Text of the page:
Thursday, May 17, 2012

Anti-Obama aerial banners to fly over DNC site?

A GOP Super PAC is working on a plan to "jolt" the Democratic National Convention in Charlotte by waging an attack campaign that week linking President Barack Obama to his controversial ex-pastor, the Rev. Jeremiah Wright.

Among other things, the group envisions anti-Obama aerial banners of up to 8,500 square feet flying over the convention site for four hours one day, according to a front-page report in Thursday's New York Times.

The proposed advertising campaign would also include hard-line TV ads and billboards, the newspaper said.

The Times said the $10 million plan was commissioned by conservative billionaire Joe Ricketts, founder of TD Ameritrade. Working out the details are "a group of high-profile Republican strategists."

"Timed to upend the Democratic National Convention in September," reported the Times, which obtained a copy, "the plan would do 'exactly what John McCain would not let us do (in 2008),' a written proposal explains. The proposal, which is awaiting approval (by Ricketts), calls for running commercials linking Mr. Obama to incendiary comments by . .  . (Wright), whose race-related sermons made him a highly-charged figure in the 2008 campaign."

In that campaign, Obama repudiated those comments by Wright.

The so-called "Ricketts Plan" also proposes defusing anticipated charges of race-baiting by hiring as the group's spokesman an "extremely literate conservative African American," the Times reported. This spokesman would argue that Obama misled the country by presenting himself as what the proposal calls a "metrosexual black Abraham Lincoln."

The plan flies in the face of the strategy adopted so far by presumptive Republican presidential nominee Mitt Romney. He and his campaign have tried to keep the focus on the economy and the president's record.

UPDATE at 1:12 p.m. Thursday: After widespread criticism of the "Ricketts plan," POLITICO is reporting that a spokesman for Rickett said that the plan has been rejected.

Brian Baker, who heads the Ricketts-backed Ending Spending Super PAC, called the proposal to tar Obama with Wright-themed ads "an approach to politics that Mr. Ricketts rejects," POLITICO said.

Tim Funk

Wednesday, May 16, 2012

'$uper-O-Rama' planned for DNC week

Democratic super PACs are gearing up for an epic fundraising campaign during the party's national convention in Charlotte.

They're calling the money grab "the Super-O-Rama," according to a Wednesday report by POLITICO.

"The kitschy name is for a massive fundraising push at the national convention in Charlotte," the political news Web site said, "where Democrats aim to woo elusive big donors with parties featuring live music, open bars and mingling with 'senior Democratic policy leaders,' according to a fundraising appeal."

There's some urgency to their plan: Democratic super PACs like the pro-President Barack Obama Priorities USA Action are strapped for cash, POLITICO said.And they are anticipating "a tidal wave of attack ads" from better-funded GOP super PACs such as Crossroads (affiliated with Karl Rove) and Americans for Prosperity (backed by the Koch brothers).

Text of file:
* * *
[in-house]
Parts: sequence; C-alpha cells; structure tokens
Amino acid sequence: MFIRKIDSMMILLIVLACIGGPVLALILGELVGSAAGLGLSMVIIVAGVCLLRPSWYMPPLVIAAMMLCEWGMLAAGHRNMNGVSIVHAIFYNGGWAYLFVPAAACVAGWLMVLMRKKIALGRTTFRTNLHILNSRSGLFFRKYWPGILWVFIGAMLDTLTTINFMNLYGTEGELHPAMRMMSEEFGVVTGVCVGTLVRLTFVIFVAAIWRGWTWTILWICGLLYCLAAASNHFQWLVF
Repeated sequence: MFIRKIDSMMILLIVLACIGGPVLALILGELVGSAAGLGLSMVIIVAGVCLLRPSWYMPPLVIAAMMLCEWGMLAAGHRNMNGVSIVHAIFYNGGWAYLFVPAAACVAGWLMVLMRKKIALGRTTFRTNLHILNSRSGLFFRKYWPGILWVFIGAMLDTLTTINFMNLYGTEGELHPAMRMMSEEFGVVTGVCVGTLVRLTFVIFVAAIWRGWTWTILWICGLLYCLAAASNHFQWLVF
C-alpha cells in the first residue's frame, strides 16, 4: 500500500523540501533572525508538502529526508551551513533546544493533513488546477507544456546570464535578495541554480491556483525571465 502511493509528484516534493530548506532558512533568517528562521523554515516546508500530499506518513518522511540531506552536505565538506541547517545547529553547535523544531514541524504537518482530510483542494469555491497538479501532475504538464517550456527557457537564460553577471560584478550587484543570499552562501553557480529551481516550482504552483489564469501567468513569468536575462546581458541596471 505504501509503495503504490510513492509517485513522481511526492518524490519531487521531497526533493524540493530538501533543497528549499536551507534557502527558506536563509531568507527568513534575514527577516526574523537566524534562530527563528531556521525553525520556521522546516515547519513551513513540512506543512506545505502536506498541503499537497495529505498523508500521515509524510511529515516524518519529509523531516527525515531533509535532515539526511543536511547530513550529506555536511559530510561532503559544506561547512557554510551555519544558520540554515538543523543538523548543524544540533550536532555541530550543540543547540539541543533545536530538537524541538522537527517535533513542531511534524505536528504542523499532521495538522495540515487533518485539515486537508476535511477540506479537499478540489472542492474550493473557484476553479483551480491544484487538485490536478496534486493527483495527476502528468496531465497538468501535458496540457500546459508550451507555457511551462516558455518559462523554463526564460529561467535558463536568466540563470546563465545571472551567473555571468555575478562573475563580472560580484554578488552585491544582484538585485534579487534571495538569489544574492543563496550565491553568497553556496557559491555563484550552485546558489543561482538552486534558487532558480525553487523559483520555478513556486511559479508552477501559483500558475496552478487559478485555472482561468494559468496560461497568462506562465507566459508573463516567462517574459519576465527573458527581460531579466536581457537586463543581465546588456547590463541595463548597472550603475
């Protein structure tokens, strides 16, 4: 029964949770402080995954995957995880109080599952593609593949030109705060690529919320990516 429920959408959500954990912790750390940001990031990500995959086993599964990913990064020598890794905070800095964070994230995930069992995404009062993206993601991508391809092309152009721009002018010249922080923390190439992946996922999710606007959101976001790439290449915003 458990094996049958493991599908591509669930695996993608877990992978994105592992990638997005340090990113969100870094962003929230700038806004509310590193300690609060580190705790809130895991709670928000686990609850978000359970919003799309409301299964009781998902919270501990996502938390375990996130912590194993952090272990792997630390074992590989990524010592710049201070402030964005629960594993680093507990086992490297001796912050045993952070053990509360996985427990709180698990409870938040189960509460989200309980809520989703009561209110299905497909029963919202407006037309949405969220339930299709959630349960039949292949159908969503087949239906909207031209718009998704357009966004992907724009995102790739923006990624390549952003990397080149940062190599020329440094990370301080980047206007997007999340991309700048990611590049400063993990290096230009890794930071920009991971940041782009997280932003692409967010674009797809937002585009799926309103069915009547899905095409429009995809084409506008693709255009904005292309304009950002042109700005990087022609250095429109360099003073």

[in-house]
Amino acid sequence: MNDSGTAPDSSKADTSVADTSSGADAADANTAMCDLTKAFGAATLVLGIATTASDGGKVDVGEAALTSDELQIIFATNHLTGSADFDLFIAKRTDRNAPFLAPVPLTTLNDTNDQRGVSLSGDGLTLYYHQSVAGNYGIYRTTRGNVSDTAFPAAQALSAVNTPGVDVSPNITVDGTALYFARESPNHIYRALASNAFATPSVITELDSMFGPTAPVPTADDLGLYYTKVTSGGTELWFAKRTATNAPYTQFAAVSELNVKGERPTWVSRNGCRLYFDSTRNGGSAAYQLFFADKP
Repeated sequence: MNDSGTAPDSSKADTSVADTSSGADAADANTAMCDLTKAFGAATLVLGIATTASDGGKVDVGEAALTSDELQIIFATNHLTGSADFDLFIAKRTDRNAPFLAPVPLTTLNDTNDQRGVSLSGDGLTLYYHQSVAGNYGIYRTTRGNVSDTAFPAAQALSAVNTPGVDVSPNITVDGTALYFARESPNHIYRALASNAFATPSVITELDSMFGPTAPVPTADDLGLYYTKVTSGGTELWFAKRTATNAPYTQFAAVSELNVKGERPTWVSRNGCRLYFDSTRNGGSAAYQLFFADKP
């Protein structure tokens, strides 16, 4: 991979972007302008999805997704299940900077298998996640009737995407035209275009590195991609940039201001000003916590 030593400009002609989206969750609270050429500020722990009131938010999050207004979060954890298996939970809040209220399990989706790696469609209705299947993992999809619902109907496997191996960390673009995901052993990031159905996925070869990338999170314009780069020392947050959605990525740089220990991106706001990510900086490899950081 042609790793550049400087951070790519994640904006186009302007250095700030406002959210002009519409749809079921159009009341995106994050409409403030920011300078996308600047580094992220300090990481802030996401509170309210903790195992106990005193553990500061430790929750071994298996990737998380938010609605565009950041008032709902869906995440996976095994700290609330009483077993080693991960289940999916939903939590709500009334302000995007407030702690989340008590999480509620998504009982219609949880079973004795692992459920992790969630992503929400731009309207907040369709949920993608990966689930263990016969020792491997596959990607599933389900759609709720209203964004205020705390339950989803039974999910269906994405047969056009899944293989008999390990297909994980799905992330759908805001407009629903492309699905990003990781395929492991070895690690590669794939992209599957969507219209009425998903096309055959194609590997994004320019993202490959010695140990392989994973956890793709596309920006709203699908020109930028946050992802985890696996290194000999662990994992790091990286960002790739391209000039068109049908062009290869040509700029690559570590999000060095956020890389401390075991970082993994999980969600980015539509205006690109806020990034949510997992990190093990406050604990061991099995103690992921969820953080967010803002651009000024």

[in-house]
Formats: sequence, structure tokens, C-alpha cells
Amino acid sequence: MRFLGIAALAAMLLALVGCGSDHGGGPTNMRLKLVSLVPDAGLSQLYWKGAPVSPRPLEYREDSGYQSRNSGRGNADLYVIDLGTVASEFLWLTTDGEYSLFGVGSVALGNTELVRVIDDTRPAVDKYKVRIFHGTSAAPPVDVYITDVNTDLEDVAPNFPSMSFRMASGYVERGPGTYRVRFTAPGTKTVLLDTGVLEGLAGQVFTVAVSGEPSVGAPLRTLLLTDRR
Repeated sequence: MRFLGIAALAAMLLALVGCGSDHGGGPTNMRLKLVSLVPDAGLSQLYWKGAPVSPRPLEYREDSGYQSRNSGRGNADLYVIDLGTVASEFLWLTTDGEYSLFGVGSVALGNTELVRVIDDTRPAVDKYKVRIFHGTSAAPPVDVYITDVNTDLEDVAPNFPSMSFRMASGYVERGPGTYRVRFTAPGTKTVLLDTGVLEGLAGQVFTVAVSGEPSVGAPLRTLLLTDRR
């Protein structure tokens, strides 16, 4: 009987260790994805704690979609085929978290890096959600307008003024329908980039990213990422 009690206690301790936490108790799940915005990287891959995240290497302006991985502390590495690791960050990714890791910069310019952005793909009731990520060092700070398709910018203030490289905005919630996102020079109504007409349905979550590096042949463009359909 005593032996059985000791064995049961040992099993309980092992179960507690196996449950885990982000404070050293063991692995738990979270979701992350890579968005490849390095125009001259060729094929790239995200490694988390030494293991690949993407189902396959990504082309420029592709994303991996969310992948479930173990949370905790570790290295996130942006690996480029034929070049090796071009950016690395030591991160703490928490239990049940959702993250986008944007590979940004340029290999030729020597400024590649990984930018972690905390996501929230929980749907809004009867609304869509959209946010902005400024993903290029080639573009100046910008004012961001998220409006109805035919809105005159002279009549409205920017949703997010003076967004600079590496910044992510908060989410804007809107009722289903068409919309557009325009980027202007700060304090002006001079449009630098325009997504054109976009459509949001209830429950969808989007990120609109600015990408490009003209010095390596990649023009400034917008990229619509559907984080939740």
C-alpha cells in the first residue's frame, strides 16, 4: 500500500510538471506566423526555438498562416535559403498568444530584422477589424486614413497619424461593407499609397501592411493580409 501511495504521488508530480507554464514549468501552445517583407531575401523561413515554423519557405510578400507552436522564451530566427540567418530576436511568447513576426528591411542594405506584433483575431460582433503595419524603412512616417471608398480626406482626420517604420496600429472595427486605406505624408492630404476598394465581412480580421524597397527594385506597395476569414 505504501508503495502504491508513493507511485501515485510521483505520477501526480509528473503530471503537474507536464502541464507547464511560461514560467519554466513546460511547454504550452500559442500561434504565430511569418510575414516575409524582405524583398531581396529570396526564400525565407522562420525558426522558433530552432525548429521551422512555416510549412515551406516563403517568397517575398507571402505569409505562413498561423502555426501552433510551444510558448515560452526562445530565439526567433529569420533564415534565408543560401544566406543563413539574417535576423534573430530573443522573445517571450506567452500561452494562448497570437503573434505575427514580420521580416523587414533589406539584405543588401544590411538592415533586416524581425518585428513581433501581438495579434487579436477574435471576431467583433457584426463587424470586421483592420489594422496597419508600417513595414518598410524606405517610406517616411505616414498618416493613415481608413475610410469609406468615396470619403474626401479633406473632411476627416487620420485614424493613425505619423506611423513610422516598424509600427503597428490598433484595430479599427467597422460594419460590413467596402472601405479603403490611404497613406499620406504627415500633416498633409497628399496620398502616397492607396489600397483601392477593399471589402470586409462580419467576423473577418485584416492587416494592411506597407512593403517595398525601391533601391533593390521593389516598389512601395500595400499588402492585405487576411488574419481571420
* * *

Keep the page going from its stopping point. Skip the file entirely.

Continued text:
In its report, POLITICO sounded a skeptical note about the "Super" fundraising plan for convention week:

"But the plan isn't perfect. The Democratic National Convention is just two months before the general election -- too late to spend any money raised there on ads, some Democrats worry. Plus, conventions do not typically lend themselves to the type of one-on-one meetings where mega donors usually sign six- and seven-figure checks."

Super PACs are private groups that can spend unlimited amounts of cash without having to disclose who their donors are. They are also supposedly independent, though most are headed by friends or former staffers of the candidates they're promoting. For example, former Obama aide Bill Burton co-founded Priorities USA.

It was a landmark 2010 ruling by the U.S. Supreme Court's that paved the way for these free-spending Super PACs, which specialize in attack ads. In Citizens United v. Federal Election Commission, the court effectively prohibited the government from restricting independent political expenditures by corporations and unions.

Tim Funk

Monday, May 7, 2012

What's in a name? Ask these protesters

Some of those protesters planning to demonstrate in Charlotte during the big convention have decided to march under a different banner.

Instead of calling themselves the "Coalition to Protest at the DNC," they’ll call themselves the "Coalition to March on Wall Street South -- Building People’s Power During the DNC."

Not sure they’ll be able to get all of that on one sign, but the New York Times reported recently that "organizers said they hoped the new name would capture the energy and enthusiasm of the Occupy Wall Street movement and highlight the fact that the convention was being held in a financial capital that is home to Bank of America."
But the name change has spurred some protest within the protest movement.

"Some activists feared that by shifting the emphasis away from the Democrats, the new name would give the party a pass," the Times reported.

Among the activists upset: Cindy Sheehan, the well-known anti-war protester whose son, Casey, was killed in Iraq.

"It shows a real lack of integrity, I think, to let the Democrats off the hook," Sheehan said.

Tim Funk